With her neatly cropped hairstyle, involvement in the PTO and jokes about never-ending piles of laundry, on the surface Jennifer Brinton seems like a typical suburban mom.

What's not so common is her role as co-owner and de facto manager of Westerly's new Grey Sail Brewing Company. "I wouldn't say women are underrepresented, I think it's more like not represented at all," she said about her place in a male-dominated field.

While her co-owner husband, Alan, works full-time as a chemical engineer, Jen oversees the day-to-day operations at their five-month-old microbrewery. Her duties include delivering beer to Grey Sail's distributor, McLaughlin & Moran.

"I'll never forget when I drove the truck up there [to Cranston] for the first time and watched my beer coming off the truck," Jen said. "I was a nervous wreck on Route 95 with all of that product in the back, but seeing it get unloaded was such as great sense of pride in everything we had worked for."

Alan fell in love with homebrewing -- and started thinking he might like to do it professionally someday -- more than 20 years ago as a college student. It remained a hobby as he built his career, married Jen and they had three children.

The idea to open a brewery resurfaced when the Westerly couple began thinking about a way for Jen, a mechanical engineer, to work flexible hours to accommodate more time with their kids, Ryan, 10, Emily, 7, and Grace, 9.

After a couple of years of saving (the brewery is mostly self-financed), planning and build-out, the Brintons made their first batch of beer in November. During this time, they also welcomed a fourth child, Mary, now 18 months

"It's a balancing act, but we're just making it work," Jen said. The Brintons run the brewery -- located in a 1920s-era factory building that at one time housed The Westerly Macaroni Manufacturing Co. -- with help from two employees, account manager Daniel Rivera and head brewer Josh Letourneau.

"I do the fun stuff, they do the work," Alan said. "I enjoy coming up with the recipes, talking about making them and being the quality control, but I can't say I'm putting in many more hours than when it was a hobby."

At a time when many craft beers are high in alcohol and feature edgy branding, the Brintons are attempting to create a niche for themselves by doing the opposite. The philosophy starts with their first brew, Flagship Ale, a cream ale that is a low 4.5 percent ABV.

"I liked the idea of launching with an easy drinking beer because the craft industry in general is leaning toward very highly hopped beers," Alan said. "It's a session beer, meaning you can have more than one and still feel OK."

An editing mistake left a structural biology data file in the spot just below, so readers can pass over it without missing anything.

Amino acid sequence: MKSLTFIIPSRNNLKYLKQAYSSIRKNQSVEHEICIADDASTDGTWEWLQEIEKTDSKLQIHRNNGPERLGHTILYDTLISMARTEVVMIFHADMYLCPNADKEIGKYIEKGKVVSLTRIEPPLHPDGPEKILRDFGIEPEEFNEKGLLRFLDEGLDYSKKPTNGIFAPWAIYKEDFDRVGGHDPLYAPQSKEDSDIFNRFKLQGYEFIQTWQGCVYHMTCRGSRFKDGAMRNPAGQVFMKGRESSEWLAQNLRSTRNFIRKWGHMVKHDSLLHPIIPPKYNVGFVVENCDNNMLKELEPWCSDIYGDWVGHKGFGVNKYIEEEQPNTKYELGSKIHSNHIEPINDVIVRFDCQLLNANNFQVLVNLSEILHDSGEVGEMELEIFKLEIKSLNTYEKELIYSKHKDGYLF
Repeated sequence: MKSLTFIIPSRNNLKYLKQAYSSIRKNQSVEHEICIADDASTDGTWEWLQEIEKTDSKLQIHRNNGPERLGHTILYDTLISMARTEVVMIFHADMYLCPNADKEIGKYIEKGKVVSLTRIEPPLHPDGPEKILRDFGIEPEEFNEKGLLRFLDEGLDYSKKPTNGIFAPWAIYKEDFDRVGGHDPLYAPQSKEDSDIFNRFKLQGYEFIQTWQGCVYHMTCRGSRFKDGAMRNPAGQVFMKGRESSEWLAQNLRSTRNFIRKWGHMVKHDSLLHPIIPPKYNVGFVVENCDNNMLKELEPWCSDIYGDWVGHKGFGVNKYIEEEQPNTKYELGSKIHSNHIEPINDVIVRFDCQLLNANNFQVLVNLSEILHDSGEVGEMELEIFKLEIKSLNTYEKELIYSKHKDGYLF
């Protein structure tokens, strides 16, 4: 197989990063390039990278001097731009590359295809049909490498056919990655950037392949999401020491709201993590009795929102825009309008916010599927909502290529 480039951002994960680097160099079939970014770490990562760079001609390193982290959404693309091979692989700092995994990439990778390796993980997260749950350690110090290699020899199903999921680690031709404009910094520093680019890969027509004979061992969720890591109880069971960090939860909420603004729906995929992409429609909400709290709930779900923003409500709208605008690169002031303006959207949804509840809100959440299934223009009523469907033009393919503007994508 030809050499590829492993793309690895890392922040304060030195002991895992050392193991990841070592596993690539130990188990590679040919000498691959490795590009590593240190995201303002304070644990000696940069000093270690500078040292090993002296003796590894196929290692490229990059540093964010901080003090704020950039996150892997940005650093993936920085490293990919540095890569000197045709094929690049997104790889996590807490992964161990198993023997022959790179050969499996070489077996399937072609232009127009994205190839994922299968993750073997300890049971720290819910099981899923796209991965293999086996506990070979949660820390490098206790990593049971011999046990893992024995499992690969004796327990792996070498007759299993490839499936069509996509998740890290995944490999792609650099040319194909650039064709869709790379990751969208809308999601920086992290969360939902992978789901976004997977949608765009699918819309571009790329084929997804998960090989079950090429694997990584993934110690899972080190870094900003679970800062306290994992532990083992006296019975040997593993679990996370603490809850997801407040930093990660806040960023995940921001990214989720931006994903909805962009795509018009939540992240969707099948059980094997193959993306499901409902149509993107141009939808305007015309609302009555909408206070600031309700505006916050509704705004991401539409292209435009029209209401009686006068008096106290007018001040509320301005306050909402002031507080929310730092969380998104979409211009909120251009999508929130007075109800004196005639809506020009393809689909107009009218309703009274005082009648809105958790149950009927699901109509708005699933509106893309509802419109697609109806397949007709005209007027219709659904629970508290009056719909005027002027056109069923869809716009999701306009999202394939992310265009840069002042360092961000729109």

The couple named the business Grey Sail because much of their dreaming and scheming was done during family outings to Westerly's Misquamicut and Watch Hill beaches. They'd sit for hours watching boats on the horizon.

Grey Sail's branding has a cheery coastal vibe; the logo features a sailboat surrounded by bright yellow rays of sun and deep blue water. A reviewer on the beer rating website BeerAdvocate described it as the "happiest label design ever."

The Brintons decided to can rather than bottle their beer because they thought it fit with the lifestyle of the brand's target customer. They envision people sipping the beer on boats and at beach bars and yacht clubs, where cans are more welcome than glass bottles.

They also wanted to take advantage of the can's 360-degree label and aluminum's ability to block out light (too much exposure can give beer an offensive or "skunky" flavor).

Some customers equate cans with a lower-end product, Jen admits, but she says that's changing as more craft brewers opt for aluminum. "I see the trend switching over to cans," she said. "I think the glass bottle is more of an image thing."

The Brintons also launched with a Leaning Chimney Smoked Porter. In contrast to their light, easy-to-drink Flagship Ale, the robust porter displays coffee and chocolate characteristics, with a bit of peat smokiness.

They are planning to debut a Belgian-style wit beer called Flying Jenny Extra Pale Ale at Providence's Great International Beer Festival at the Rhode Island Convention Center on April 14. "Flying Jenny was a perfect name," Alan said, "because it's a sailing term and with Jen in the brewery always flying around."

Grey Sail beer, offered in kegs and six packs, is currently sold at more than 100 bars and liquor stores in Rhode Island and eastern Connecticut.

"It's nice to have another local [beer] option," said Christopher Champagne, chef-owner of 84 High Street, in Westerly. "There's a sense of pride among the bars in town that have their product on draft."

The Brintons say they've received "tremendous support" from the community and town officials. "There's still a very small brewing scene in Rhode Island, so we were bringing in something that was different and could attract tourism," Jen said.

They are now working toward increasing production and creating additional jobs.

"I like the fact that we have two employees and know that we're going to have more," Jen said. "The brewery came with skilled manufacturing jobs when the whole country is clamoring because we're not making anything anymore."

Grey Sail even sparked a business idea in the couple's 9-year-old daughter, Grace. This summer, she plans to sell lemonade, dubbed "Grace Ale," outside the brewery and donate the profits to a charity such as Students Against Destructive Decisions.

"It's a family business; it just happens to be a brewery," Jen said. "It may not seem like that goes hand in hand, but for us it does."

Details: Grey Sail Brewing, 63 Canal St., Westerly, (401) 212-7592, greysailbrewing.com. The brewery is open for tours and tastings every Saturday from 1-5 p.m.